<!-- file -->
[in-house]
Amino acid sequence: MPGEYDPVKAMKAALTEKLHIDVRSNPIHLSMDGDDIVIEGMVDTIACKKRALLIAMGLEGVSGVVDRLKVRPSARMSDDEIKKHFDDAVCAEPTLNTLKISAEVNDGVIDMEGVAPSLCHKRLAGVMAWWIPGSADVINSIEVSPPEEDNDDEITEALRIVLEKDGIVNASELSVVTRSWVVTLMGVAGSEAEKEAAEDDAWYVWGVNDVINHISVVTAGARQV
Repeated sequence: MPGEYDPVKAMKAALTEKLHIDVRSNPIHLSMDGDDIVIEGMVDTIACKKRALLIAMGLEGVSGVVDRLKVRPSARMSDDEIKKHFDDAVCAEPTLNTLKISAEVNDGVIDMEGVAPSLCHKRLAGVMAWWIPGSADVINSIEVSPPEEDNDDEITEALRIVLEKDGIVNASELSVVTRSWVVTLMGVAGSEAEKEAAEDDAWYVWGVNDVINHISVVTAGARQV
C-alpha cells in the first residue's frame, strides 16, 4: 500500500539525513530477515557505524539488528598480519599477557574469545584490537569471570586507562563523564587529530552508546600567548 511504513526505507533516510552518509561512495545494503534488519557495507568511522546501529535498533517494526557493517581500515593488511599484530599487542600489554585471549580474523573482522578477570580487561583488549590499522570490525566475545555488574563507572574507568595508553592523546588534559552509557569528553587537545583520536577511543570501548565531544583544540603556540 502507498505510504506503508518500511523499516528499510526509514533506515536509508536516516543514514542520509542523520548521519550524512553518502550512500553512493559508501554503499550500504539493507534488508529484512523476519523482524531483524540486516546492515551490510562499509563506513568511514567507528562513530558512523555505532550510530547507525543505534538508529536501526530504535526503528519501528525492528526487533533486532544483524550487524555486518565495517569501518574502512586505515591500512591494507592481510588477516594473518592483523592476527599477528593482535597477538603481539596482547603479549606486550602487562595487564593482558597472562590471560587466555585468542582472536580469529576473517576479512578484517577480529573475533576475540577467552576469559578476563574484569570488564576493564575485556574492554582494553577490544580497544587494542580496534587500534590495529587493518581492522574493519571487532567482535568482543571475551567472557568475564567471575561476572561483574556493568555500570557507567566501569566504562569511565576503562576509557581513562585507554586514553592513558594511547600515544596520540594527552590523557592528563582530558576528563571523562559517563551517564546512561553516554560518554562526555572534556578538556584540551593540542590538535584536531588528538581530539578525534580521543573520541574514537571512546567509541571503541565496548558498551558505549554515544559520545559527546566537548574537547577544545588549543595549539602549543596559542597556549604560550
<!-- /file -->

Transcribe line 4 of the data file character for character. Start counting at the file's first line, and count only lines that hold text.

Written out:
C-alpha cells in the first residue's frame, strides 16, 4: 500500500539525513530477515557505524539488528598480519599477557574469545584490537569471570586507562563523564587529530552508546600567548 511504513526505507533516510552518509561512495545494503534488519557495507568511522546501529535498533517494526557493517581500515593488511599484530599487542600489554585471549580474523573482522578477570580487561583488549590499522570490525566475545555488574563507572574507568595508553592523546588534559552509557569528553587537545583520536577511543570501548565531544583544540603556540 502507498505510504506503508518500511523499516528499510526509514533506515536509508536516516543514514542520509542523520548521519550524512553518502550512500553512493559508501554503499550500504539493507534488508529484512523476519523482524531483524540486516546492515551490510562499509563506513568511514567507528562513530558512523555505532550510530547507525543505534538508529536501526530504535526503528519501528525492528526487533533486532544483524550487524555486518565495517569501518574502512586505515591500512591494507592481510588477516594473518592483523592476527599477528593482535597477538603481539596482547603479549606486550602487562595487564593482558597472562590471560587466555585468542582472536580469529576473517576479512578484517577480529573475533576475540577467552576469559578476563574484569570488564576493564575485556574492554582494553577490544580497544587494542580496534587500534590495529587493518581492522574493519571487532567482535568482543571475551567472557568475564567471575561476572561483574556493568555500570557507567566501569566504562569511565576503562576509557581513562585507554586514553592513558594511547600515544596520540594527552590523557592528563582530558576528563571523562559517563551517564546512561553516554560518554562526555572534556578538556584540551593540542590538535584536531588528538581530539578525534580521543573520541574514537571512546567509541571503541565496548558498551558505549554515544559520545559527546566537548574537547577544545588549543595549539602549543596559542597556549604560550